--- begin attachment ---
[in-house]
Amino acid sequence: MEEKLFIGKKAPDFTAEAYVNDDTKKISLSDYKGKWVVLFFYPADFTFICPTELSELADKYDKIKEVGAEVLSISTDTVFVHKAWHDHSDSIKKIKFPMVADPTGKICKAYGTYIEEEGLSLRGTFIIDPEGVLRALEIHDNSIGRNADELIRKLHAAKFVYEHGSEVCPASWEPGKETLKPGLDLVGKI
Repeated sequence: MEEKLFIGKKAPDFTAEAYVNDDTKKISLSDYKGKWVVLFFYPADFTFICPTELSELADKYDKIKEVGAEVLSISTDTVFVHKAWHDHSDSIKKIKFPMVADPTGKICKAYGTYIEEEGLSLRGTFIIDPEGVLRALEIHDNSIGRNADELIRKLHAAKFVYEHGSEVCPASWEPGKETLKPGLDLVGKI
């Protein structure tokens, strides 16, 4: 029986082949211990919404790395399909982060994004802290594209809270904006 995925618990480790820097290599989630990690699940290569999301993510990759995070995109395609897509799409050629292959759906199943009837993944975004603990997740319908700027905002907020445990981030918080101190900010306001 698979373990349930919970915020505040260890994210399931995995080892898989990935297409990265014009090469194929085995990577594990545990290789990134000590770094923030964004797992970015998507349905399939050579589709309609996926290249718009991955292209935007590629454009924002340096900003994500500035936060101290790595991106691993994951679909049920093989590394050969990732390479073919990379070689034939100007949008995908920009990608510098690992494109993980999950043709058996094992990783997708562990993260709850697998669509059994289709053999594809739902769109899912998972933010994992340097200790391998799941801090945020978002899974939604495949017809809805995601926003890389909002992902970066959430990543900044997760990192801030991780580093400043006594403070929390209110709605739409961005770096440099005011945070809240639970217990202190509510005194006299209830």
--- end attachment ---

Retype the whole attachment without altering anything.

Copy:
[in-house]
Amino acid sequence: MEEKLFIGKKAPDFTAEAYVNDDTKKISLSDYKGKWVVLFFYPADFTFICPTELSELADKYDKIKEVGAEVLSISTDTVFVHKAWHDHSDSIKKIKFPMVADPTGKICKAYGTYIEEEGLSLRGTFIIDPEGVLRALEIHDNSIGRNADELIRKLHAAKFVYEHGSEVCPASWEPGKETLKPGLDLVGKI
Repeated sequence: MEEKLFIGKKAPDFTAEAYVNDDTKKISLSDYKGKWVVLFFYPADFTFICPTELSELADKYDKIKEVGAEVLSISTDTVFVHKAWHDHSDSIKKIKFPMVADPTGKICKAYGTYIEEEGLSLRGTFIIDPEGVLRALEIHDNSIGRNADELIRKLHAAKFVYEHGSEVCPASWEPGKETLKPGLDLVGKI
């Protein structure tokens, strides 16, 4: 029986082949211990919404790395399909982060994004802290594209809270904006 995925618990480790820097290599989630990690699940290569999301993510990759995070995109395609897509799409050629292959759906199943009837993944975004603990997740319908700027905002907020445990981030918080101190900010306001 698979373990349930919970915020505040260890994210399931995995080892898989990935297409990265014009090469194929085995990577594990545990290789990134000590770094923030964004797992970015998507349905399939050579589709309609996926290249718009991955292209935007590629454009924002340096900003994500500035936060101290790595991106691993994951679909049920093989590394050969990732390479073919990379070689034939100007949008995908920009990608510098690992494109993980999950043709058996094992990783997708562990993260709850697998669509059994289709053999594809739902769109899912998972933010994992340097200790391998799941801090945020978002899974939604495949017809809805995601926003890389909002992902970066959430990543900044997760990192801030991780580093400043006594403070929390209110709605739409961005770096440099005011945070809240639970217990202190509510005194006299209830």